Meet the Teddy Gun, a gun control spot comparing toy regs to gun regs (VIDEO)

04/3/17 1:50 AM | by

Meet the Teddy Gun, a gun control spot comparing toy regs to gun regs (VIDEO)

An Illinois gun control group argues that federal safety regulations for manufacturing toys are stricter than those for firearms.

The spot, created for the Illinois Council Against Handgun Violence, opens with a dark outline immediately identifiable as a teddy bear, then pans out and brightens until it is clear as the “toy” rotates it is built around a revolver, the muzzle and loaded cylinder pointed at the fourth wall.

“Teddy bears need to follow strict safety manufacturing guidelines,” says the narrator. “Scores of safety regulations. Ninety pages of requirements. Numerous rules. Across federal and state regulatory bodies. Unless that teddy bear is a gun.”

The website pushed by the spot does not propose more gun manufacturing regulation, but instead stumps for expanded background checks on all gun sales and increased CDC research on gun deaths at the federal level coupled with an Ilinois-centric drive for state licensing of FFLs and a “Lethal Gun Violence Order of Protection Act,” similar to mandatory gun restraining order laws passed in Washington and California in the past few years.

At their site, the group lists a host of ASTM and CFR rules and regulations regarding toy production, compared to one — a Type 7 Federal Firearms Licence– needed for gun production.

The Type 7 is for Manufacturer of Firearms Other Than Destructive Devices, which involves an 18-page application to begin the process which involves remaining in compliance with all federal laws. To keep FFL’s “in the know” the Bureau of Alcohol, Tobacco, Firearms and Explosives’ condensed version of federal firearms law is 237-pages long.

In 2015, ATF’s Industry Operations Investigators conducted 8,696 FFL inspections and recommended revocation or denial of a license in at least 46 cases.  In instances where compliance investigators found criminal charges were warranted, they are pursued.

The National Shooting Sports Foundation, the trade organization for the firearms industry, freely admits that gun and ammo makers are exempt from the Consumer Product Safety Act — but points out that so are industries that produce motor vehicles, pesticides, aircraft, aircraft engines and boats.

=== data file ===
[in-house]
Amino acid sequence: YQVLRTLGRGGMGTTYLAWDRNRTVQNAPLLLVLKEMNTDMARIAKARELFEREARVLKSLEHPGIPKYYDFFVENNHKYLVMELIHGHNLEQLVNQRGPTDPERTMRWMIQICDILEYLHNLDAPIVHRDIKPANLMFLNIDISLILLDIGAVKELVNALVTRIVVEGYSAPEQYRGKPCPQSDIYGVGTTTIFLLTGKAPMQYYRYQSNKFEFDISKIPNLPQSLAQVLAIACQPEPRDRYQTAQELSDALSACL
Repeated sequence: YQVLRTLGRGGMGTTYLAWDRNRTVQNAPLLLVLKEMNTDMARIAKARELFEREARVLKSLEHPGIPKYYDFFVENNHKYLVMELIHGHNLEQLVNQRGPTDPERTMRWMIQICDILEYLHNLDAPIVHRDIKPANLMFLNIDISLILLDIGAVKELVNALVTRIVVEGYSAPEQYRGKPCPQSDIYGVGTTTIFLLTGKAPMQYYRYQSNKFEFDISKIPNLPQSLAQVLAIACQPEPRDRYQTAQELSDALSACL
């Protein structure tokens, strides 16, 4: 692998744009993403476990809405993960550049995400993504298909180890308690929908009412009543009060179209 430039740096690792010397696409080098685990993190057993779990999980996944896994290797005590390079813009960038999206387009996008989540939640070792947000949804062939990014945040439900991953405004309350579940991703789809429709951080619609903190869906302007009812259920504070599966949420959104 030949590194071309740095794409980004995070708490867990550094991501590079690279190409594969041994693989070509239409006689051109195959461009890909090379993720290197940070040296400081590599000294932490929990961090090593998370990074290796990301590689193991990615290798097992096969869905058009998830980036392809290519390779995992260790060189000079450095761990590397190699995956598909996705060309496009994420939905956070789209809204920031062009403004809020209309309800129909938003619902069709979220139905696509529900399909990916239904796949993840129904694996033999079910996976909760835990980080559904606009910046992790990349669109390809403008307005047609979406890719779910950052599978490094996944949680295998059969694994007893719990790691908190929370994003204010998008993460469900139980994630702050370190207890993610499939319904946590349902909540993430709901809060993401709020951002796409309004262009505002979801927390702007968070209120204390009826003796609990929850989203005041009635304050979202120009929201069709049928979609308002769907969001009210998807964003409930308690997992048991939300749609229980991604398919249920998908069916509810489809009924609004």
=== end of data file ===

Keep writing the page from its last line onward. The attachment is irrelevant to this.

“The truth is the gun industry is one of the most heavily regulated industries,” notes the NSSF, holding that over 20,000 state, federal and local laws exist to regulate firearms. “Firearms and ammunition, while exempt from the CPSA, are subject to the same product-liability laws as other products.”

Indeed, even with the 2005 Protection of Lawful Commerce in Arms Act, gun makers are not insulated from liability claims. In recent years both Taurus and Remington have settled multimillion-dollar federal lawsuits over allegedly defective firearms.

The ad was produced by FCB Chicago.

Latest Reviews

  • Colt Woodsman

    Reviewing a Legend in the Colt Woodsman First Series

    The Colt Woodsman is credited as the first successful rimfire .22-caliber semi-automatic pistol. The Woodsman enjoys a rich history as...

    Read Now
  • Gun Review: The New FN 503 Micro Compact After 500 Rounds

    Gun Review: The New FN 503 Micro Compact After 500 Rounds

    Earlier this year FN launched the FN 503, a slim, 6+1 shot single-stack 9mm that is the company’s smallest handgun...

    Read Now
  • Traditions Crackshot

    Half Rifle, Half Hwacha: Traditions XBR Crackshot

    Traditions, long known for budget-friendly muzzleloaders and centerfire imports, is the first to carve out a new space with the...

    Read Now
  • Gun Review: Testing Out the New Kimber Rapide Black Ice

    Gun Review: Testing Out the New Kimber Rapide Black Ice

    We have been kicking around Kimber's latest M1911A1, the beautiful but functional Rapide Black Ice, and have a few things...

    Read Now